Underground coal gasification – fuelling the fires

It was announced yesterday that Thornton New Energy has been granted the UK’s first licence from the Coal Authority to use a process called underground coal gasification. Steve Walters, a director of Aberdeen-based Thornton New Energy, a subsidiary of BCG Energy, said that producing electricity from gas generated underground from coal allowed it to be processed so that CO2 could be removed, ensuring very low emissions.

Thornton plans to drill into massive untapped seams under Fife and the Firth of Forth and convert coal into combustible gas while it is still underground. The article goes on to explain that the gas can then be used for electricity generation, industrial heating and even the manufacture of hydrogen or ultra clean diesel fuel. So, it’s ‘business as usual’, as usual!

What is UCG?
The article doesn’t explain exactly what underground coal gasification (UCG) is, but a nice wee diagram on BCG’s website shows something called an ‘ignition well’. Hmmm, let’s Google.

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Banned in Denmark but OK here?

What would you do if you wanted to test carbon capture technology on dirty old coal but couldn’t do it in your own country? Yes, try it here in Scotland! According to an article in the Sunday Herald, the Hunterston proposal would not be permitted in Denmark because it causes too much climate-wrecking pollution. Environmentalists, experts and Danish politicians say that Dong Energy, based in Copenhagen, would not be allowed to build the kind of carbon-emitting plant it is proposing for the North Ayrshire port of Hunterston in its home country. But here in Scotland, we have a Government which thinks coal is great and a fuel of the future. Worse still, overall energy policy is reserved to Westminster, where hopes are hung not just on so-called clean coal but also on nuclear power. Houston – we have a problem… Continue reading

Tennessee coal ash disaster

On Monday, December 22 around 1:00 a.m., residences near the Kingston coal plant near Harriman, East Tennessee, were flooded with over a billion gallons of nasty black coal waste. The toxic coal sludge covered 400 acres of land up to 6 feet and flooded into tributaries of the Tennessee River – the water supply for Chattanooga and millions of people living downstream in Alabama, Tennessee and Kentucky.

This is a massive environmental disaster that didn’t get much coverage in the US let alone anywhere else – thanks to Keith for alerting us. America is now well aware of what has happened, thanks to good old cyber-activism, and the internet is buzzing with feedback and updates, including an interview with one of the campaigners working on this disaster, a sizable entry on Wikipedia and lots of other reports and footage.

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Ho, ho, ho – Santa invades E.On

With 7 new coal fired power stations planned across the UK, Santa Claus’s naughty list is longer than ever. So Santa and a group of jolly helpers started early this year at E.On’s Head Office. Unfortunately there were no presents in store! Only lumps of horrid coal for all their naughtiness. Here’s what happened…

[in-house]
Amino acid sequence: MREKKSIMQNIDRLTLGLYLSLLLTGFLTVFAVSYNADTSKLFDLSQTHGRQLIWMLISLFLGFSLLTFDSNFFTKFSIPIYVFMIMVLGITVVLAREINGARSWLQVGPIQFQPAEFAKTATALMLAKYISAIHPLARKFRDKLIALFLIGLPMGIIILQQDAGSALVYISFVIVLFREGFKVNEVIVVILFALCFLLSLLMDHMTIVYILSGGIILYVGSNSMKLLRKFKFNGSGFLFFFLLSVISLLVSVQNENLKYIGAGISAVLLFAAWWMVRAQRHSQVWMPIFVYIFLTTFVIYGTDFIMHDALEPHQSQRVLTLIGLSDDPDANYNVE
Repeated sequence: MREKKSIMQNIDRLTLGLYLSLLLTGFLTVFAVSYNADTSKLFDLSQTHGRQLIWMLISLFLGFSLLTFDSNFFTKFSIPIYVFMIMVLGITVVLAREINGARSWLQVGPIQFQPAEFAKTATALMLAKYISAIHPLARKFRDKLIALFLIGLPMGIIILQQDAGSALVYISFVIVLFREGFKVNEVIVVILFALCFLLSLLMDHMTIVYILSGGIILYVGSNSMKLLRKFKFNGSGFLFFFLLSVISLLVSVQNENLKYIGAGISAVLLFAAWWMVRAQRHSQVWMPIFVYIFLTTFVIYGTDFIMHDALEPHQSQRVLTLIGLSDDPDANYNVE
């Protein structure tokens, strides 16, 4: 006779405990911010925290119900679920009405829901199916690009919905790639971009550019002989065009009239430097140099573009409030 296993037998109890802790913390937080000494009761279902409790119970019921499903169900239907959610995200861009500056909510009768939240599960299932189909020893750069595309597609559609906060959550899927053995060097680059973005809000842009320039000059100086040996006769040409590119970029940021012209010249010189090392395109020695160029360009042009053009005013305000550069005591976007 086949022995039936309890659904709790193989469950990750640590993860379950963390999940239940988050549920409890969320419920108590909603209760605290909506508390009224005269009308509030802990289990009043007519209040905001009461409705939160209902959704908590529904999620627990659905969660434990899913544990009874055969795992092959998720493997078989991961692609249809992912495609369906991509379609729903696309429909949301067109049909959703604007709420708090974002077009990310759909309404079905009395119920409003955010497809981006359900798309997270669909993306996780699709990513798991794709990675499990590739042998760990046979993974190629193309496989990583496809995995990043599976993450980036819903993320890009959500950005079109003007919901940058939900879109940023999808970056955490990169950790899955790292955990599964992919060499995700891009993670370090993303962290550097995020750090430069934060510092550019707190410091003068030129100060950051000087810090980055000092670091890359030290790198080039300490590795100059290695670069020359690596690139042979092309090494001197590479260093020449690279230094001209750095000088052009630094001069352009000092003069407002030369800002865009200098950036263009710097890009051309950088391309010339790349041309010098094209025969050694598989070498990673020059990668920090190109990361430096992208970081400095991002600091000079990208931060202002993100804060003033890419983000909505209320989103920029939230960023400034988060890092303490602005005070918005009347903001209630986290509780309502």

Ravenstruther action leads to jury trial in Lanark

This Direct Action is catching on! At 6am on Monday 15 December, 22 campaigners from yet another new anti-coal group, Coal Action Scotland, together with local residents, blockaded the entrance to the Scottish Coal-operated Ravenstruther coal rail terminal, near Lanark.  Coal Action Scotland is a part of the Coal Action Network that connects many of the groups campaigning and taking action against the coal industry across the UK. 

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Who were those guys?

Here’s a south of the border mystery, but none the less interesting for that. According to The Times, Kingsnorth coal power plant in Kent was partially shut down for four hours last Friday night after ‘persons unknown’ scaled an electric fence, entered a secure area and switched off one of four turbines supplying London and the South East. They then made  a successful escape, pausing only to leave a series of messages opposing new coal power stations strewn across the turbine hall. It may have been a lone operator – the Guardian refers to ‘green Banksy’.

Apparently 500MW of generating capacity was lost to the national grid for about four hours after turbine Unit Two was shut down – 2 per cent of total UK consumption at the time, and enough to power a city the size of Bristol.
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SANC meets Culross residents

Telling it like it is - SANC pay a visit to Culross

In the shadow of Longannet - SANC pay a visit to Culross

On a chilly Saturday (29 November, to be exact), SANC went to meet the residents of Culross, a lovely village near to Longannet power station in Fife. In 4 hours we managed to survey 59 people – Culross is quite small and does not have a bustling shopping centre so we were delighted with 59! In summary, 86% were concerned about climate change; 59% knew coal was the dirtiest of the fossil fuels; 59% did not think that life of Longannet should be extended as is; and 81% preferred renewables over nuclear. The results weren’t a huge surprise – the main purpose was to make contact with those living near to Longannet. We hope to conduct similar surveys in other towns as it is a good way to meet people and understand their concerns.